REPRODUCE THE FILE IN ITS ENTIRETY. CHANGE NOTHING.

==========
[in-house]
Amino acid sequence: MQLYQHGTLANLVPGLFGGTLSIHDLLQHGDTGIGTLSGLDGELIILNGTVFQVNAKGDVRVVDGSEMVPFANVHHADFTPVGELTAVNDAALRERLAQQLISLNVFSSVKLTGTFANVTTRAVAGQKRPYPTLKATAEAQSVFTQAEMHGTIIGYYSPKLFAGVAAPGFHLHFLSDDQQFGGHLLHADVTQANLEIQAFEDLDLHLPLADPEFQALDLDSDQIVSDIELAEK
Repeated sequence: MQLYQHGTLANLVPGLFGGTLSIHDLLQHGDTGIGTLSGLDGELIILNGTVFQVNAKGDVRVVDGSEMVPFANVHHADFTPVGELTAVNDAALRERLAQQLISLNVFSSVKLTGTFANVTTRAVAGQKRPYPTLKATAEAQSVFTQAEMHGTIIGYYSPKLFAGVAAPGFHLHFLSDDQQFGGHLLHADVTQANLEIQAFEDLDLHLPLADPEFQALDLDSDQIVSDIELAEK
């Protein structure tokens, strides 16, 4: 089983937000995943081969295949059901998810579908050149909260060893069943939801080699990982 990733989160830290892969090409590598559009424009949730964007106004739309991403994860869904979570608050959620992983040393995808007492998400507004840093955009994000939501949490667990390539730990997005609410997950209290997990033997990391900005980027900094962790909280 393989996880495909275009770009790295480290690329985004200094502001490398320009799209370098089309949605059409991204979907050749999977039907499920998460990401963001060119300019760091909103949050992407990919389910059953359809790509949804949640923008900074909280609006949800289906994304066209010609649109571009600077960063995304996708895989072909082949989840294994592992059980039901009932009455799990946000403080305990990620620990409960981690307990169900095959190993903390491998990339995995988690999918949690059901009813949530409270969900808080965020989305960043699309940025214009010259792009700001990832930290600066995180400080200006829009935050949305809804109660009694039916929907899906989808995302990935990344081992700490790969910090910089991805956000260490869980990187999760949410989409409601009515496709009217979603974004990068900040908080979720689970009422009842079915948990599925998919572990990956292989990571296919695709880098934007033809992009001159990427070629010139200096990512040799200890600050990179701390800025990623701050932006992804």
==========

[in-house]
Amino acid sequence: MQLYQHGTLANLVPGLFGGTLSIHDLLQHGDTGIGTLSGLDGELIILNGTVFQVNAKGDVRVVDGSEMVPFANVHHADFTPVGELTAVNDAALRERLAQQLISLNVFSSVKLTGTFANVTTRAVAGQKRPYPTLKATAEAQSVFTQAEMHGTIIGYYSPKLFAGVAAPGFHLHFLSDDQQFGGHLLHADVTQANLEIQAFEDLDLHLPLADPEFQALDLDSDQIVSDIELAEK
Repeated sequence: MQLYQHGTLANLVPGLFGGTLSIHDLLQHGDTGIGTLSGLDGELIILNGTVFQVNAKGDVRVVDGSEMVPFANVHHADFTPVGELTAVNDAALRERLAQQLISLNVFSSVKLTGTFANVTTRAVAGQKRPYPTLKATAEAQSVFTQAEMHGTIIGYYSPKLFAGVAAPGFHLHFLSDDQQFGGHLLHADVTQANLEIQAFEDLDLHLPLADPEFQALDLDSDQIVSDIELAEK
């Protein structure tokens, strides 16, 4: 089983937000995943081969295949059901998810579908050149909260060893069943939801080699990982 990733989160830290892969090409590598559009424009949730964007106004739309991403994860869904979570608050959620992983040393995808007492998400507004840093955009994000939501949490667990390539730990997005609410997950209290997990033997990391900005980027900094962790909280 393989996880495909275009770009790295480290690329985004200094502001490398320009799209370098089309949605059409991204979907050749999977039907499920998460990401963001060119300019760091909103949050992407990919389910059953359809790509949804949640923008900074909280609006949800289906994304066209010609649109571009600077960063995304996708895989072909082949989840294994592992059980039901009932009455799990946000403080305990990620620990409960981690307990169900095959190993903390491998990339995995988690999918949690059901009813949530409270969900808080965020989305960043699309940025214009010259792009700001990832930290600066995180400080200006829009935050949305809804109660009694039916929907899906989808995302990935990344081992700490790969910090910089991805956000260490869980990187999760949410989409409601009515496709009217979603974004990068900040908080979720689970009422009842079915948990599925998919572990990956292989990571296919695709880098934007033809992009001159990427070629010139200096990512040799200890600050990179701390800025990623701050932006992804």